Beginning in 1928 the Pacific Coast League champion was awarded a trophy called the Governors’ Cup. Sometimes there would be no postseason series; the Cup would just go to the team with the best regular season record. Other years the top two teams would play a series (usually best-of seven) for the Cup. Beginning in 1936 the playoffs were expanded to include four teams—half the league—with a best-of-seven semifinal leading up to a best-of-seven final.
Occasionally the league ran into financial struggles that led to the shortening or even cancellation of the postseason. 1954 was the last year the original Governors’ Cup was awarded, as Oakland defeated San Francisco in a quick best-of-three tilt.
In classic bush league fashion, the original Governors’ Cup, placed in a Los Angeles museum sometime after 1954, was stolen and was never recovered. The league has adopted various championship awards and postseason formats since.
We chose 1921 as the start date of our league—seven seasons before the real-life Governor’s Cup came into existence—but we thought it was a cool-sounding name, so from 1921 to 1927 the winner of our best-of-seven league championship series was considered the Governor’s Cup champion.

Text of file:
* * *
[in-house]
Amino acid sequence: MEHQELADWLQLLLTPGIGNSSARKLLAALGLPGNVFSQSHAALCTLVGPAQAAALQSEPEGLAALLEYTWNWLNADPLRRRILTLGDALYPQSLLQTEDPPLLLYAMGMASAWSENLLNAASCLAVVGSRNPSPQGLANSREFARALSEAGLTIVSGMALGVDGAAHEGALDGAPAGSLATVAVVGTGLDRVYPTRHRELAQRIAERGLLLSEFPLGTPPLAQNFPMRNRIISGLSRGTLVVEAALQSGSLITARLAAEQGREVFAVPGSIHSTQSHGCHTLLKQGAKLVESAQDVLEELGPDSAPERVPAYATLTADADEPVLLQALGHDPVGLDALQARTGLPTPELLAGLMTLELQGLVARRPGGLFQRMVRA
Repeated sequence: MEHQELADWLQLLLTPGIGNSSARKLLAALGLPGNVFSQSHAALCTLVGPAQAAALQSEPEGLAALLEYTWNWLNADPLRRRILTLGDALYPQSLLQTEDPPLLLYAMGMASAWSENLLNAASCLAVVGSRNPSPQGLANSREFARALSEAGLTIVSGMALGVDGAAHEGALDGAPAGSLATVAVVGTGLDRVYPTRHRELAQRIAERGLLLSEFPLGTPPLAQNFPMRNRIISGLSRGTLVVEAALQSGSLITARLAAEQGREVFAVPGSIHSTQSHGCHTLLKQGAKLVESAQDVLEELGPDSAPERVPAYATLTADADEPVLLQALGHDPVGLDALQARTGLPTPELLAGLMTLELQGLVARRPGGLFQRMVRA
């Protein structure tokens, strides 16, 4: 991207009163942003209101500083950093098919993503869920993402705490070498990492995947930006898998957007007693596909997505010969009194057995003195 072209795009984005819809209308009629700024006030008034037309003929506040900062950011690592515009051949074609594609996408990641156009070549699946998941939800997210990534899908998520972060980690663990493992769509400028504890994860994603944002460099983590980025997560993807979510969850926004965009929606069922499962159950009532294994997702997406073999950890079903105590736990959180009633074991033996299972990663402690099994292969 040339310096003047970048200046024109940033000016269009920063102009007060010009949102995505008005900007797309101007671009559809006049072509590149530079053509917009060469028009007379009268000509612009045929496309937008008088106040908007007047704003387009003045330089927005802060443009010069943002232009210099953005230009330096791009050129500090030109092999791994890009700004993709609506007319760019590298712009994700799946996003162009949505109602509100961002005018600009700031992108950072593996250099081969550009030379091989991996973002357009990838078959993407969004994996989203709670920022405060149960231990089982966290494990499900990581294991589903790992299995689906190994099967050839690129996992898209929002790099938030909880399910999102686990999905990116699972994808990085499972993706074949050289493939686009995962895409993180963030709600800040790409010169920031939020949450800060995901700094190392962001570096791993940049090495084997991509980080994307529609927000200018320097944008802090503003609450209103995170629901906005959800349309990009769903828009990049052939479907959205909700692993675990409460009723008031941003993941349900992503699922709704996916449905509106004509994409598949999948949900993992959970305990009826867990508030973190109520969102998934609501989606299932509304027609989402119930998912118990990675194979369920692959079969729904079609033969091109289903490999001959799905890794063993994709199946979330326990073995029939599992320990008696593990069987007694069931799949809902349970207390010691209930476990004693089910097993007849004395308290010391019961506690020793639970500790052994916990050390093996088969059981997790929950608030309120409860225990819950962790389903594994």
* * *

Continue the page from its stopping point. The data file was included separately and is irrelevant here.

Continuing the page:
On November 18, 2017, we lost our good friend Eric Nyquist, one of the founding members of our league. Besides being one of the most genuinely positive and friendly people you could ever meet, Eric was a passionate baseball fan and history buff, and we believe he would have appreciated the re-christening of our championship award to honor him. Beginning with our 1928 season, our league's highest honor is known as the Nyquist Trophy.